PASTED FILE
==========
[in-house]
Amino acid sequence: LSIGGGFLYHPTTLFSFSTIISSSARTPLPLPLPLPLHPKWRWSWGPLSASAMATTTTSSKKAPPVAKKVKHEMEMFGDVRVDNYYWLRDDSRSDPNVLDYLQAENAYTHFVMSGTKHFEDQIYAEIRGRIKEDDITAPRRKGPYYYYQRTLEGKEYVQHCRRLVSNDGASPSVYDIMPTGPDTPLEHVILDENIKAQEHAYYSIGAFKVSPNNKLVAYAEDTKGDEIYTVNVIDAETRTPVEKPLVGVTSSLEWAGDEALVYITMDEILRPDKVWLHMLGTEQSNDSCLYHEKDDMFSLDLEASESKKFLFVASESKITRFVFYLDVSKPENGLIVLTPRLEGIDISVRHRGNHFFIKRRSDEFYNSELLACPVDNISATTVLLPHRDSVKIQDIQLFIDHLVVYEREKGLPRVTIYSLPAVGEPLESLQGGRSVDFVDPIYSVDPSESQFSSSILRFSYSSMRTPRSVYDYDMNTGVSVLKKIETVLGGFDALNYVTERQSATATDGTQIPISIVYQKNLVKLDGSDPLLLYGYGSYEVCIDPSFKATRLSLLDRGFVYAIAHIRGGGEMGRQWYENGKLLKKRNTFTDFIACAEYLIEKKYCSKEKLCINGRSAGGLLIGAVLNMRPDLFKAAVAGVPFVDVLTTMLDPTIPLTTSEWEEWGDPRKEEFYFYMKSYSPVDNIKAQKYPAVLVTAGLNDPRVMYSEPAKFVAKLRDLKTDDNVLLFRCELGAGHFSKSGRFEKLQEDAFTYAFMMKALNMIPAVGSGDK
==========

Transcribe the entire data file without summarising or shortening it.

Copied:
[in-house]
Amino acid sequence: LSIGGGFLYHPTTLFSFSTIISSSARTPLPLPLPLPLHPKWRWSWGPLSASAMATTTTSSKKAPPVAKKVKHEMEMFGDVRVDNYYWLRDDSRSDPNVLDYLQAENAYTHFVMSGTKHFEDQIYAEIRGRIKEDDITAPRRKGPYYYYQRTLEGKEYVQHCRRLVSNDGASPSVYDIMPTGPDTPLEHVILDENIKAQEHAYYSIGAFKVSPNNKLVAYAEDTKGDEIYTVNVIDAETRTPVEKPLVGVTSSLEWAGDEALVYITMDEILRPDKVWLHMLGTEQSNDSCLYHEKDDMFSLDLEASESKKFLFVASESKITRFVFYLDVSKPENGLIVLTPRLEGIDISVRHRGNHFFIKRRSDEFYNSELLACPVDNISATTVLLPHRDSVKIQDIQLFIDHLVVYEREKGLPRVTIYSLPAVGEPLESLQGGRSVDFVDPIYSVDPSESQFSSSILRFSYSSMRTPRSVYDYDMNTGVSVLKKIETVLGGFDALNYVTERQSATATDGTQIPISIVYQKNLVKLDGSDPLLLYGYGSYEVCIDPSFKATRLSLLDRGFVYAIAHIRGGGEMGRQWYENGKLLKKRNTFTDFIACAEYLIEKKYCSKEKLCINGRSAGGLLIGAVLNMRPDLFKAAVAGVPFVDVLTTMLDPTIPLTTSEWEEWGDPRKEEFYFYMKSYSPVDNIKAQKYPAVLVTAGLNDPRVMYSEPAKFVAKLRDLKTDDNVLLFRCELGAGHFSKSGRFEKLQEDAFTYAFMMKALNMIPAVGSGDK